The gestures of trees
Last updated: 12.13.2020
Published: 10.24.2020

The gestures of trees

Recently I read Ursula K. Le Guin’s A Wizard of Earthsea. The book has a certain kind of ethos, which I found moving and beautiful, but which can seem — to some, and to some parts of me — questionable. In this post, I’m going to try to gesture at that ethos; in the next, I hope to scrutinize it. I’m aiming to avoid salient spoilers, but I’ll discuss many details from the book, and give quotes.

The book’s ethos is perhaps best expressed in Ogion the Silent, the wizard who takes the main character, Ged, as an apprentice early in the book. True to his name (the book cares about the truth of names), Ogion speaks little: “to hear,” he says, “one must be silent.” He lives plainly and without magical conveniences. Other wizards use magic to ward off the rain; Ogion lets it fall. And he teaches no spells to Ged, save the runes Ged will eventually need to know. Instead, the master instructs his apprentice to learn herb-gathering, familiarity with local weeds and seedpods, and how to wander in the woods. Yet Ogion’s power is deep: once he calmed a mountain with his words, preventing an earthquake.

Soon, Ged — young, eager for power and recognition — chooses to leave this slow, quiet apprenticeship for a Wizarding school where he will learn more magic faster. Much of the early book is animated by the tension between Ged’s pride and Ogion’s ethos, which the teachers at the school largely share.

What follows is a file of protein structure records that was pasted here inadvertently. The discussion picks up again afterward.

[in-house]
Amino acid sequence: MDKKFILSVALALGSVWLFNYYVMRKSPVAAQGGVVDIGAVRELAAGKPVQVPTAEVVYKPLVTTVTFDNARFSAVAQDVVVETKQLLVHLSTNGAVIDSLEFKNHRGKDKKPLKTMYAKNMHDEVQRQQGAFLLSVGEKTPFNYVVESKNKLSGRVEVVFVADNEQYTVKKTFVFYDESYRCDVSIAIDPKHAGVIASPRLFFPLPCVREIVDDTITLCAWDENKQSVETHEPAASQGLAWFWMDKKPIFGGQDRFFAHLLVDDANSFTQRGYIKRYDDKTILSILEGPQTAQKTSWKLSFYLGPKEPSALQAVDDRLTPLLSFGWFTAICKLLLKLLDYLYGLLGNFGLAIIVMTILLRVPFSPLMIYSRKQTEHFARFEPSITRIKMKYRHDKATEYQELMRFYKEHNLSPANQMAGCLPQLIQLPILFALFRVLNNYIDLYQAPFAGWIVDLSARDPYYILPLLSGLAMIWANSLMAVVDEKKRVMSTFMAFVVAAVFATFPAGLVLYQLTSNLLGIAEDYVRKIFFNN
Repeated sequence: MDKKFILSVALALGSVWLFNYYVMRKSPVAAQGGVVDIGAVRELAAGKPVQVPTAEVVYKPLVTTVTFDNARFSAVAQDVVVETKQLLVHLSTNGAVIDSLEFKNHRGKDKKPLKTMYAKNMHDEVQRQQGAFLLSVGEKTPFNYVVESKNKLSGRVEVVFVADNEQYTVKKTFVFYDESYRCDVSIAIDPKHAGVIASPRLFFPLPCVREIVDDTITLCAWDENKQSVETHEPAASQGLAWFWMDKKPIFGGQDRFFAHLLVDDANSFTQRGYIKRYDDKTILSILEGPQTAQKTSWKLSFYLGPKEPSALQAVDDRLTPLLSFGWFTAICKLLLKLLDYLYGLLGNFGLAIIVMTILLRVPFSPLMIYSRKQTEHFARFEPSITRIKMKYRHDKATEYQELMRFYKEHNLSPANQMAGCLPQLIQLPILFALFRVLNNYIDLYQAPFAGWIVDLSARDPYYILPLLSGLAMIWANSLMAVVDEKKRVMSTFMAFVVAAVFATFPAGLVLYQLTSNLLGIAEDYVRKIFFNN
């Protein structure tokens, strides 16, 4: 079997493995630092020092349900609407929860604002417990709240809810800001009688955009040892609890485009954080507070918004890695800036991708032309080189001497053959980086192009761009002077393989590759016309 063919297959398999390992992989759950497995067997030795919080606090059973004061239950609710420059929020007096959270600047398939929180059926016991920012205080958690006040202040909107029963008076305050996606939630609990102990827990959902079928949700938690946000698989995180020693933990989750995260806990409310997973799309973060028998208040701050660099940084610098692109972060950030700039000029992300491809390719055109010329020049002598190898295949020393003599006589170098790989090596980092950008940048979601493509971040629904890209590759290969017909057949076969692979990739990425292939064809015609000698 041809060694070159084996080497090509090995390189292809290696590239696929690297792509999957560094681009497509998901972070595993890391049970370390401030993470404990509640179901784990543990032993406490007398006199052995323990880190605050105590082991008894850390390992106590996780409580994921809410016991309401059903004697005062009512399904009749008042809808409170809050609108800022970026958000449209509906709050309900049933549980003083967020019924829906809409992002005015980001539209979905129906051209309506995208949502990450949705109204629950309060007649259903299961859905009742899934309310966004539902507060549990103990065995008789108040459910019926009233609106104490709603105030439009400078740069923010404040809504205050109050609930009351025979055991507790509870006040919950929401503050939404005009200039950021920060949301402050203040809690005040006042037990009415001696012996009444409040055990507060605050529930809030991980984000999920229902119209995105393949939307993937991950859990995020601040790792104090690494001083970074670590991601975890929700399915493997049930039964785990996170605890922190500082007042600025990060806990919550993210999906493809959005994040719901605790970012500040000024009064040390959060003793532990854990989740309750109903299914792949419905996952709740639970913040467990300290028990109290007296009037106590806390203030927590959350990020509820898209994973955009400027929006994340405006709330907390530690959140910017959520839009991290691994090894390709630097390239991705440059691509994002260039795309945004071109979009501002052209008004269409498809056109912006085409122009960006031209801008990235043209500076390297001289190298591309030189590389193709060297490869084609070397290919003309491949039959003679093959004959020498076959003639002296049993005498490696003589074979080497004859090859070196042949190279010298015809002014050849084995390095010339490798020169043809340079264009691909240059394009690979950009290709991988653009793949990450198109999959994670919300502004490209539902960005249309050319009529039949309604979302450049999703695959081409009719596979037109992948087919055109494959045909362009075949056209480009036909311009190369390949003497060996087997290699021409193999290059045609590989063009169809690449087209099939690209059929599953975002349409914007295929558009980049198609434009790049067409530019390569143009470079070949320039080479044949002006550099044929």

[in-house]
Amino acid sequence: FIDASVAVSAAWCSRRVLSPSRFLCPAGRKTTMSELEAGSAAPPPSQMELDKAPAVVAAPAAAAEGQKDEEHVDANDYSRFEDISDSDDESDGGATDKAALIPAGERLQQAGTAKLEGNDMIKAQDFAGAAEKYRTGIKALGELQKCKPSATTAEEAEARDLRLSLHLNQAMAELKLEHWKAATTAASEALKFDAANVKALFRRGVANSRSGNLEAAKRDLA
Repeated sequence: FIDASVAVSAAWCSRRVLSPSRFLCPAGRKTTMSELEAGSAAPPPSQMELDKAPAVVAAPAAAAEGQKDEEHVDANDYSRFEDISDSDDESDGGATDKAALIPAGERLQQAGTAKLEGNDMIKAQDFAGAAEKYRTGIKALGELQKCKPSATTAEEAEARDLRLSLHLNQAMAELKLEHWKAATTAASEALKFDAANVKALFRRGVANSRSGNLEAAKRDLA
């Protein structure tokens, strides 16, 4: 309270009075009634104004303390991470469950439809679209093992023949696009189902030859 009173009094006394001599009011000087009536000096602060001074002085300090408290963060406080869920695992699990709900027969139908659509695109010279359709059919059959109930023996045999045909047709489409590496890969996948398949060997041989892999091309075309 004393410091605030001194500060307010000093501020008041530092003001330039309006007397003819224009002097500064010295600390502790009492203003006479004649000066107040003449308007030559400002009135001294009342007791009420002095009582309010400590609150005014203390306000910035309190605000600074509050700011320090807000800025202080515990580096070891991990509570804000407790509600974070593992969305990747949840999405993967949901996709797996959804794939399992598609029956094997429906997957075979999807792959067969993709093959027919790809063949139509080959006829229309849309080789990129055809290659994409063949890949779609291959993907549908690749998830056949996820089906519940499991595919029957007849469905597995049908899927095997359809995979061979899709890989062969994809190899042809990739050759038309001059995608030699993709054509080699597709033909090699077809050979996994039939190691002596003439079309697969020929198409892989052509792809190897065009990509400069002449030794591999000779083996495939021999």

Later, Ged is humbled, and his journey in humility is, I think, what gripped me most about the book. Here, for example, is a passage that follows Ged’s journey to the dry hills of the dead, in which he is almost lost, and after which the nuzzling of his otak — a sleek, furred creature who travels with him in his robes — revives him:

“It was only the dumb instinctive wisdom of the beast who licks his hurt companion to comfort him, and yet in that wisdom Ged something akin to his own power, something that went as deep as wizardry. From that time forth he believed that the wise man is one who never sets himself apart from other living things, whether they have speech or not, and in later years he strove long to learn what can be learned, in silence, from the eyes of animals, the flight of birds, the great slow gestures of trees.”

Ged also shares Ogion’s openness to humble labor and craft. At one point, a ship won’t take his money or his magic as fare, so he joins the crew as an oarsman. At another, he befriends a boat-maker with an act of kindness towards the man’s son, and ends up learning to build and handle boats without magic — a skill that is later central to his voyaging.

Power, here, is in roots of things, and the roots join: “years and distances, stars and candles, water and wind and wizardry… My name, and yours, and the true name of the sun, or a spring of water, or an unborn child, all are syllables of the great word that is very slowly spoken by the shining of the stars.” The wise are the ones who can listen.

In doing so, they seem to inhabit many worlds at once. Ged can see enchanted doors others can’t. He steps off his boat into the open sea, and also onto an island. He is in a cottage, and also in the land of the dead, where he knows the constellations by name — the Sheaf, the Door, the One Who Turns, the Tree — but has never seen the stars.